What is Cinema?

I just realized that when I haven’t been writing in a while, I feel the need to start anything I do write with some kind of disclosure. So…This is it. I’m disclosing that I haven’t been writing in a while, and there are reasons. But…This isn’t why I’m writing now. Get it? Got it? Good.

Actually, I will begin this journal entry with a disclosure. I probably shouldn’t be tossing my hat into this conversation. The one about cinema. The one I read online, and you may have too, regarding Martin Scorsese’s comments about cinema, to be exact. You see, Scorsese doesn’t feel that Marvel movies are “cinema”.

Naturally, half of the known world, the half that has spent billions of dollars on Marvel movies, costumes, conventions, books, television etc., etc., etc., got pretty heated. Cue Bob Iger, Disney CEO. Oh, since we’re talking about disclosures…Disney owns Marvel. So, Iger has a horse in the race here.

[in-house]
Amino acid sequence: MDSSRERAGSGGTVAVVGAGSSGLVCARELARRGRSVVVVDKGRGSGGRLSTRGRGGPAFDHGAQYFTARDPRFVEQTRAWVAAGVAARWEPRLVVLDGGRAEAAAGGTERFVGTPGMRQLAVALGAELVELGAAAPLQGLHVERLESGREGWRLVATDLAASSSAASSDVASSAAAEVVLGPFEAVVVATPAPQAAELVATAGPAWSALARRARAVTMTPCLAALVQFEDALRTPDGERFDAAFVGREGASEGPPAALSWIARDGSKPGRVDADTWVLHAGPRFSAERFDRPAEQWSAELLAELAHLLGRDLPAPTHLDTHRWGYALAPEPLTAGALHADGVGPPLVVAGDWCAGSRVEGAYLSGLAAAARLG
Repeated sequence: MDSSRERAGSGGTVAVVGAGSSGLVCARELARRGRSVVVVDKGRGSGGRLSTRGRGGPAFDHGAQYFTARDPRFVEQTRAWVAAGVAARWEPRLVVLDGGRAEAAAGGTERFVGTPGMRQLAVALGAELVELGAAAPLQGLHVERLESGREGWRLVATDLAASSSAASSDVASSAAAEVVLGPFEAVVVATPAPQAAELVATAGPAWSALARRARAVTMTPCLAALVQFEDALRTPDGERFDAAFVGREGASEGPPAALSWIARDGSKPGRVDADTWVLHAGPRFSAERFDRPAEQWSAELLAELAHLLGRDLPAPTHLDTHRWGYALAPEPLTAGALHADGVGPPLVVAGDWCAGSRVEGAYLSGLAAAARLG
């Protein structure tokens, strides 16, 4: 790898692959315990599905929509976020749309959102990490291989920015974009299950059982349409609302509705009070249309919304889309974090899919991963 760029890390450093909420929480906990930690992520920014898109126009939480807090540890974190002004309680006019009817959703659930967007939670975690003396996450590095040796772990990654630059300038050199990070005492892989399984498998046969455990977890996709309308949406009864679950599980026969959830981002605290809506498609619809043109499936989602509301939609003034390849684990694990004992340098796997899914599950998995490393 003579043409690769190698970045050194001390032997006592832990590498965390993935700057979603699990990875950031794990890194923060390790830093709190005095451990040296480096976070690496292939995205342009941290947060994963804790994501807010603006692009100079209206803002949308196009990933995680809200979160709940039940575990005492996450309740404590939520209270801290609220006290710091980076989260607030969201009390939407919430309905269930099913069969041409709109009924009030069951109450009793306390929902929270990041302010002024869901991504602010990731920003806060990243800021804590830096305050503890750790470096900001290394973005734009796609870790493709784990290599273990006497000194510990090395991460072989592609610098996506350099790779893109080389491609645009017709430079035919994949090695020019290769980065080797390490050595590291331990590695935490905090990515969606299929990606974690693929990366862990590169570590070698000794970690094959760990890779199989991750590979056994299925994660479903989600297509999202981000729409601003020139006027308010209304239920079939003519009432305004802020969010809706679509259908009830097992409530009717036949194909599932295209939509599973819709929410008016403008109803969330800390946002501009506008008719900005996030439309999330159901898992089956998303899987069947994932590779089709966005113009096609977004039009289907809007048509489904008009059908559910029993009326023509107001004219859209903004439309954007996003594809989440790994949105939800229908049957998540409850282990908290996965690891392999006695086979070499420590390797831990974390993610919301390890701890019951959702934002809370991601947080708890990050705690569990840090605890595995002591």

All of this begs the question – What is cinema?

Naturally, I have an opinion. I was hesitant about offering that opinion, though, because who the hell am I? I’m not an Academy award winning producer or director like Scorsese. Or like Francis Ford Coppola, who pushed his chips all in supporting Scorsese when he said he feels Marvel films are “despicable”.

I’ll side with Bob Iger and agree to reserve the sentiment of “despicable” for mass murderers. Or even narcissists and sycophants. Or lima beans. But I digress.

It occurred to me, though, that I’m a movie-goer. That I do have an opinion. And that, on a completely different scale than those people I’ve mentioned, I am also a filmmaker. So, why shouldn’t I take advantage of the enormous clout I have with my three readers and offer that opinion??